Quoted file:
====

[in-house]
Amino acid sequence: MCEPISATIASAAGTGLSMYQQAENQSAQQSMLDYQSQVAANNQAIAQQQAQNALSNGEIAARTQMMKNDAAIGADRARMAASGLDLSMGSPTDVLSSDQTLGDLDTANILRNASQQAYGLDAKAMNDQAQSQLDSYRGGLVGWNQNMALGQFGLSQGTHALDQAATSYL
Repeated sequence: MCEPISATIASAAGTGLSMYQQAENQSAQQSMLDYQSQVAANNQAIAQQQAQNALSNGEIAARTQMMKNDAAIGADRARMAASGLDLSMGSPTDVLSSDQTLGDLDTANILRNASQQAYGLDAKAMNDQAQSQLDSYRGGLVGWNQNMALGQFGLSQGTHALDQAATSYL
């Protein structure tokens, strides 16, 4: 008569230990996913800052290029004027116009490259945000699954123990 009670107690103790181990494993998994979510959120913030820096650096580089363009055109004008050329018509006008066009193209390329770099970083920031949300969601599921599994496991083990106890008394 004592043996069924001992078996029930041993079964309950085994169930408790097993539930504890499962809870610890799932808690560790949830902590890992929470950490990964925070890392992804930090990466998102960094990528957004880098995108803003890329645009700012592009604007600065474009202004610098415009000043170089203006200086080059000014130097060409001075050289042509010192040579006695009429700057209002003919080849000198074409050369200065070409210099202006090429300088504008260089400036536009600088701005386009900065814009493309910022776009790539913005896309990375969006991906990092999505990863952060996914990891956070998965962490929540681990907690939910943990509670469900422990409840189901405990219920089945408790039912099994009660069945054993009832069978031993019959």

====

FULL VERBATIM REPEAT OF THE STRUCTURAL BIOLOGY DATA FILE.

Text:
[in-house]
Amino acid sequence: MCEPISATIASAAGTGLSMYQQAENQSAQQSMLDYQSQVAANNQAIAQQQAQNALSNGEIAARTQMMKNDAAIGADRARMAASGLDLSMGSPTDVLSSDQTLGDLDTANILRNASQQAYGLDAKAMNDQAQSQLDSYRGGLVGWNQNMALGQFGLSQGTHALDQAATSYL
Repeated sequence: MCEPISATIASAAGTGLSMYQQAENQSAQQSMLDYQSQVAANNQAIAQQQAQNALSNGEIAARTQMMKNDAAIGADRARMAASGLDLSMGSPTDVLSSDQTLGDLDTANILRNASQQAYGLDAKAMNDQAQSQLDSYRGGLVGWNQNMALGQFGLSQGTHALDQAATSYL
């Protein structure tokens, strides 16, 4: 008569230990996913800052290029004027116009490259945000699954123990 009670107690103790181990494993998994979510959120913030820096650096580089363009055109004008050329018509006008066009193209390329770099970083920031949300969601599921599994496991083990106890008394 004592043996069924001992078996029930041993079964309950085994169930408790097993539930504890499962809870610890799932808690560790949830902590890992929470950490990964925070890392992804930090990466998102960094990528957004880098995108803003890329645009700012592009604007600065474009202004610098415009000043170089203006200086080059000014130097060409001075050289042509010192040579006695009429700057209002003919080849000198074409050369200065070409210099202006090429300088504008260089400036536009600088701005386009900065814009493309910022776009790539913005896309990375969006991906990092999505990863952060996914990891956070998965962490929540681990907690939910943990509670469900422990409840189901405990219920089945408790039912099994009660069945054993009832069978031993019959």